Searching for a Purpose

Idol Thoughts and Inspirations
27

Thanks to a slew of books, magazines and other collectibles from his heroes,
Tank was able to divine a purpose for buying his “Idol Gun.”

We all have our reasons for buying guns. Sometimes our biggest hurdle is convincing ourselves why we need it. I’ve debated myself so often I consider myself a master at convincing myself to buy a gun. Most times I don’t even bother debating and just snatch it up.

What happens when we run out of reasons for buying a new gun? At one point in my life, I thought I was there — but I’ve since come to my senses. Let me tell you this scary tale of woe.

Lost Purpose?

Over the years, I’ve bought bear guns, antelope rifles, high-velocity varmint guns, along with guns for ghosts, zombies and other ghouls. Lever, pump, bolt, semi-auto, I had those bases covered along with single-action, double-action and single-shot shooters by the score. I had Guide, Outfitter and Bush Pilot guns for future adventures.

As time passed, my purchases were becoming pretty paltry, almost non-existent. Had I run out of purposes for buying different situational shooters? Eee-gads! Would I ever buy another gun again? I sure hope so!

The factory-fitted “W” mainspring makes this gun even more rare and special.
Tank also added some exhibition-grade Herrett Roper stocks to his prize.

A New Kind Of Hunt

Now, instead of hunting for guns, I was hunting for a purpose! One day, it hits me, POW! Right between the eyes! That’s how it usually happens — when you least expect it. While innocently (no, really) perusing my local gun shop, I see it! I screw-up by making eye contact, a dumb rookie mistake, but it’s too late. It sees me, too!

Mixed in among the used pistols was a Smith & Wesson 5-screw pre-29 model. It was priced about 1/4 its normal value, raising suspicion and caution. I cooly check with the counter crew and am informed it has a factory letter, with a catch. Apparently, it left the factory as a Pre-25 .45 ACP but it now has a .44 Magnum barrel and cylinder.

It was now time to cogitate for a purpose so I could somehow make this reassembled prodigy of parts mine. This particular 5-screw was manufactured in 1956 with a 6.5″ barrel and left the factory with target stocks, hammer and trigger. It also has the rare factory “W” mainspring for a smoother action. Despite being tickled about the .44 Magnum caliber conversion, I had yet come up with the reason I needed.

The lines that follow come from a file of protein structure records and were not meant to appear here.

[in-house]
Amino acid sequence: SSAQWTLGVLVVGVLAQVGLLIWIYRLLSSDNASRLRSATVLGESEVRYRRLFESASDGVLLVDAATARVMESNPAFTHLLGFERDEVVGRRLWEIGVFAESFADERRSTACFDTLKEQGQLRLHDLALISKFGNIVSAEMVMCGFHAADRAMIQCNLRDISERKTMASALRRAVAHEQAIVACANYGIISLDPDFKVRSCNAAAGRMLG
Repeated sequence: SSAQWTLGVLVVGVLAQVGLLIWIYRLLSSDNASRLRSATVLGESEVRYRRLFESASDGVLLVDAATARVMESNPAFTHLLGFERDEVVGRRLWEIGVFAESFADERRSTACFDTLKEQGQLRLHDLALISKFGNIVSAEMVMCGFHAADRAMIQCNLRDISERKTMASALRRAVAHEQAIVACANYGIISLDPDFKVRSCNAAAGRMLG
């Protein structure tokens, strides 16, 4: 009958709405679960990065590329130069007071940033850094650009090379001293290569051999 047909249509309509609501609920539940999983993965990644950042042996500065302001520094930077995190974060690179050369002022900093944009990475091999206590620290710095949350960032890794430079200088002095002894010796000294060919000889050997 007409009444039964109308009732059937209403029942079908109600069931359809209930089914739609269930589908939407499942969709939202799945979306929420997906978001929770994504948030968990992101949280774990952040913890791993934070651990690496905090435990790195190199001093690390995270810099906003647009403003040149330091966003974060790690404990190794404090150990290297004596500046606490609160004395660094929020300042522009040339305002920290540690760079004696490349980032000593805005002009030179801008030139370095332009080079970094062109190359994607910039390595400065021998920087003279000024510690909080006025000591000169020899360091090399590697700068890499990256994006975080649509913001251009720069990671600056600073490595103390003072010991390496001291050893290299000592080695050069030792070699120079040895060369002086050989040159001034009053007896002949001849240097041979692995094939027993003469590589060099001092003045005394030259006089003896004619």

Idol Invention

Suddenly, a new purpose starts forming. Being a confirmed student of Elmer Keith and having a deep admiration for the writings of Skeeter Skelton, this blued-steel Rembrandt was beginning to fill a niche I had previously neglected — or perhaps invented.

Skeeter wrote of a favored fictional character of mine by the name of Dobe Grant, a hybrid of men Skeet worked with mixed with a bit of himself. A treasured tale involves Skeet and Dobe building some Colt SAA’s with extra parts the old codger had on hand. With my hyper-imaginative mind, I construe this to be a Skeeter/Dobe concocted cannon of sorts.

Add to the fact Elmer helped develop the cartridge and loved the 4″ Model 29, things were jelling together nicely in my jellified brain. Elmer also loved the convenience of carrying a 4″ .44 Magnum for targets of opportunity.

Skeeter enjoyed the ability to easily conceal and carry a 4″ shorty. Dobe Grant had no qualms about swapping out parts to make a new caliber gun so why should I? Plus, it would probably be the only time I could actually afford a coveted 5-screw S&W six-gun. I needed that ideal “idol” six-shooter!

Now I had the reasons for purchasing the gun I never knew I needed. I’m sure you’ve been there, a time or two. Obviously, I ended up buying the gun.

Tank’s pre-29 cartridge modified 5-screw sleeps a Milt Sparks AW200 carved shuck,
perfect for holding the “Idol” gun and the thoughts, dreams and ideas of Tank’s mentors.

A Spruce-Up

A gun paying homage to such important men in my life was deserving of some special treatment. I ordered a set of Herrett Roper stocks and a Milt Sparks carved AW200 shuck.

Every time I strap it on I’m reminded of the great men who lived before me as I honor them by wearing such a rig. I discovered the idol gun 15 years ago and I’m proud to say I’ve figured out several more “purpose” guns since then.

We can all find a purpose if we look hard enough. Hopefully you’ll find your purpose in life and enjoy it as much as I enjoy mine. If you ever need help finding motivation for buying a gun, drop me a line because I’m sure we can come up with several you never thought about before.

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